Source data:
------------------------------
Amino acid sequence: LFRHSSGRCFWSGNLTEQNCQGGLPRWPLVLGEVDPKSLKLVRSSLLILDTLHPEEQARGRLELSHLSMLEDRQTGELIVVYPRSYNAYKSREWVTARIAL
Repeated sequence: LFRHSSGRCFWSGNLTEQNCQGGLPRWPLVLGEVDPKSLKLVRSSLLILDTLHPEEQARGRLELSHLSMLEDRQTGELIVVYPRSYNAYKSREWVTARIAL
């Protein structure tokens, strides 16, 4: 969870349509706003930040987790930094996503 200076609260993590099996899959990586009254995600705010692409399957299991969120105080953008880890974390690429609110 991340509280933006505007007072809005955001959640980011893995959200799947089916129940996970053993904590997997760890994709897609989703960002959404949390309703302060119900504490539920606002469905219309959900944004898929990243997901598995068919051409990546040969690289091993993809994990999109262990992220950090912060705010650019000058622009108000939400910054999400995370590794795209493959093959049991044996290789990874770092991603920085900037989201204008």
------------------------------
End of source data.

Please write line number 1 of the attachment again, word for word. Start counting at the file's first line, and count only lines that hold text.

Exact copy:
Amino acid sequence: LFRHSSGRCFWSGNLTEQNCQGGLPRWPLVLGEVDPKSLKLVRSSLLILDTLHPEEQARGRLELSHLSMLEDRQTGELIVVYPRSYNAYKSREWVTARIAL